The training plans and swimming goals are all set at the start of the swim season, and both coaches and swimmers are ready to go. But while you are well on board, the train of hard work, do you ever stop to check and evaluate your plan and goals in swimming?
Evaluating the training plan should start with setting process and performance goals because everything you do during practice correlates with your performance in meets. Goal setting will enable both the swimmer and coach to gauge the swimmer’s progress. While a mid-season check review will help highlight the path to better training.
Are you on track to achieve your goals in swimming?
Achieving your swimming goals will take a lot of commitment, both inside and outside the pool. You can’t just mindlessly cruise up and down the pool and then expect a massive drop in time at the end of the season. You have to add focus and purpose to everything you do. If you train well, you will swim faster.
So how do you ensure you train well every day? Quality training requires changing from working harder to working smarter and focusing on things that drive performance.
Where to start:
- Set benchmarks for your data
- Track and measure the progress
- Evaluate your training
Back in the 2000’s training and coaching were highly intuitive; everything was about feeling the water. Nowadays, with the power of data in sports rising, you ought to utilize technology and shift from ‘’feeling the water’’ to knowing exactly how you move through it. And although a change like this may feel scary, like with anything else, practice makes better.
Data will help you understand what your skills look like right now, how they are improving over time and provide you with more focus and direction for your training. The habits you form will be the same habits you fall back on during a race. If, for example, you only do three dolphin kicks off every wall in practice you can’t expect to hammer six propulsive kicks off the last wall of a race.
Knowing this, you need to pay attention to every detail of your practices and form habits that align with your goals. Practice the skills you want to use at the end of the season; remember, you’re training to race.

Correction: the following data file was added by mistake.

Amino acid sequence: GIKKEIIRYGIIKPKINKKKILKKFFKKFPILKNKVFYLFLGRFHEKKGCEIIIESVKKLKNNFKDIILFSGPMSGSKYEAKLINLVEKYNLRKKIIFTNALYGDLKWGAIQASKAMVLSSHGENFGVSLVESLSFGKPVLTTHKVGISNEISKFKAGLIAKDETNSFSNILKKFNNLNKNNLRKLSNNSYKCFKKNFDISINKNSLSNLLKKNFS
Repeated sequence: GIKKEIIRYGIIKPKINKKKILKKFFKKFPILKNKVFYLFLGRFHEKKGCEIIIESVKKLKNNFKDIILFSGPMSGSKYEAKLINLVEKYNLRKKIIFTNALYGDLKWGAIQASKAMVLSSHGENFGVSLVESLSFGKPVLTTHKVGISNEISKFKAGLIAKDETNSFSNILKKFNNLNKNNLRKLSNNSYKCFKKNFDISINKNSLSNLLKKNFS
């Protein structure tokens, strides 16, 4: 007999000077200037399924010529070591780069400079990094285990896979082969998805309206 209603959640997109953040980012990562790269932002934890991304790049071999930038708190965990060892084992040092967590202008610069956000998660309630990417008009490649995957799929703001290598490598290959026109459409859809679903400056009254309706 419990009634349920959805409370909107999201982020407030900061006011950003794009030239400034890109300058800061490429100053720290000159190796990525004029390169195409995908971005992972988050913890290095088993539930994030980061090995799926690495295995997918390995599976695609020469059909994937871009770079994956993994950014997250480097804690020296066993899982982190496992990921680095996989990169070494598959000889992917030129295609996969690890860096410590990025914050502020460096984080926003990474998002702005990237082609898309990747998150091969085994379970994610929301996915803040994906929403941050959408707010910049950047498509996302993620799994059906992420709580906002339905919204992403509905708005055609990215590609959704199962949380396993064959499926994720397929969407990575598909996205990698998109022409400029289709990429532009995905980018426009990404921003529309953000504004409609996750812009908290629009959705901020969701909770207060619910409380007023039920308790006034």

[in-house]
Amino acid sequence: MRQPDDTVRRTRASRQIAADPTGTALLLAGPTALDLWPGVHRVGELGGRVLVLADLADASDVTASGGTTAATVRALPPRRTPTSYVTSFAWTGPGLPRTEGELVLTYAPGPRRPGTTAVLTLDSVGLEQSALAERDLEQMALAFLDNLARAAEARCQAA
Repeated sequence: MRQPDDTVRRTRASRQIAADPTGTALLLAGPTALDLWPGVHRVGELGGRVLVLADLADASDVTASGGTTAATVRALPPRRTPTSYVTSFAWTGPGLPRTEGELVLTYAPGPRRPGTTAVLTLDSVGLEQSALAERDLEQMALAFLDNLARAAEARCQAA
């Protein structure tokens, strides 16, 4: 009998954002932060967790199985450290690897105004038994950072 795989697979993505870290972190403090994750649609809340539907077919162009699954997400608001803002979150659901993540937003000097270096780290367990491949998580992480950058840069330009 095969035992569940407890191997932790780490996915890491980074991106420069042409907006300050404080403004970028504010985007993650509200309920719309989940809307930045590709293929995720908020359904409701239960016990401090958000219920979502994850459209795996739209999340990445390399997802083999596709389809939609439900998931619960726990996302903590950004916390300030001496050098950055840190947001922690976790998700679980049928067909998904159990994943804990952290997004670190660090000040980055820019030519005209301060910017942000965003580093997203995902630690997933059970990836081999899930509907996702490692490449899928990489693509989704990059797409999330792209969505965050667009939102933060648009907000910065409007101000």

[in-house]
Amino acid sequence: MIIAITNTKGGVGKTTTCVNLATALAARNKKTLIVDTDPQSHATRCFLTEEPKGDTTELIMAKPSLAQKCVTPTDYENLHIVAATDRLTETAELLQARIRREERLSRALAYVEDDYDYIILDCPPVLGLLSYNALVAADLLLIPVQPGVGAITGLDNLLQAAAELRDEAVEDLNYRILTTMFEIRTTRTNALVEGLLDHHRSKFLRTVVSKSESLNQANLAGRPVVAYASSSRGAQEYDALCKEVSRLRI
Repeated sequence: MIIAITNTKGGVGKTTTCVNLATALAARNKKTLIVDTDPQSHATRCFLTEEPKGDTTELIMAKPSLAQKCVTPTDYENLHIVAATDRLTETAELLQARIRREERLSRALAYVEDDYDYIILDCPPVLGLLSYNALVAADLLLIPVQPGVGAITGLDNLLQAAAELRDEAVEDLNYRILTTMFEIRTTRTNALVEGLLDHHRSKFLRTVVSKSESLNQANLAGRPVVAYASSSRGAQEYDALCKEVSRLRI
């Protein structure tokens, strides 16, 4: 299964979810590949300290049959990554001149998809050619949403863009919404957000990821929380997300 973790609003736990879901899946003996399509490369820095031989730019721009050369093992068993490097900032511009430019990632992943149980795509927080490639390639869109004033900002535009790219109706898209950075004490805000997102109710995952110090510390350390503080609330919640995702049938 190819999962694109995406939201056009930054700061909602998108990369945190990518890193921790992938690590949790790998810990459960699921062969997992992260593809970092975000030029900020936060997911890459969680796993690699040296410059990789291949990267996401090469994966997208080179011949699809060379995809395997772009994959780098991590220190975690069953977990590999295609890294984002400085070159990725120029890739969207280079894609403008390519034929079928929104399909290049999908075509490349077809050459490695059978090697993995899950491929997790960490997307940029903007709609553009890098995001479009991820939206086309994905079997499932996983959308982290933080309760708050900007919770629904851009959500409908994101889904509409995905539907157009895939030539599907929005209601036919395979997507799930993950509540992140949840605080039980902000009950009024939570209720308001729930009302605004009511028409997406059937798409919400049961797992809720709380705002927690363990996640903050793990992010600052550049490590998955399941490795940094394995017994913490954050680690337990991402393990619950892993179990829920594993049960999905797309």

So if, for example, your outcome goal is to win states/provincials for 100 FR, you can look at each part of your race and establish your performance goals. Here is an example of how to use data for swimming faster:
Swim time= (Underwater Time+ Transition Time) + (Stroke Count x Stroke Rate)
From this swimming equation, you can immediately see the three phases swimming can be divided into the underwater, transition, and overwater phases. You can then set benchmarks to target each phase during your workout and improve your overall swim time.
Some good benchmarks may include:
- Increasing Stroke Rate in Freestyle from 1.7 s/cyc to 1.9 s/cyc by your championship meet
- Maintaining times, as well as Stroke Count and Distance Per Stroke throughout test sets
- Decreasing Turn Time from 1.30 seconds to 1.15 seconds
- Increasing dolphin kick from 3 to 4 and spending 5 seconds more underwater off every wall
Of course, actual benchmarks will differ from one swimmer to another. To identify yours you can check the ‘’Myself Score’’ and record the value for each of your skills. Then check the ‘’Like Me Score’’ and figure out which skills are on track with your competition and which will yield the biggest improvements for you.
Track and Measure Progress
Monitoring how these skills progress will allow you to track your improvements and show you everything you need to know about your stroke and training. This is where tools like the Focus Progress Graph offer the best insights. It shows you how you are doing for each data point and whether or not you are on track to meet your goals.
Look and determine how training sets influenced these skills. Were you happy with the results? Moving forward, what can you do differently or better? Your stroke rate, speed off the wall, percent underwater, and turn speeds are all crucial performance drivers that can help you swim faster.
To evaluate performance in training, coaches would hand out training evaluation sheets back in the day. Although these sheets were a good first step to measuring performance, they were still very much rudimentary.
Now with Scores like Readiness, Focus, and Intensity, you have all the information you need to manage training load, perfect skills and optimize effort to swim faster. More importantly, you have a more accurate picture of what you are actually doing in the water, not what was simply prescribed.
To recap, look back at the previous cycle, determine how technique, training, and performance evolved over the season. Most importantly figure out what worked and what didn’t. Did you focus on the right skills, put in all the work and hit all workouts? Ask yourself these questions to identify the gaps in your training and use them as a starting point for training iterations.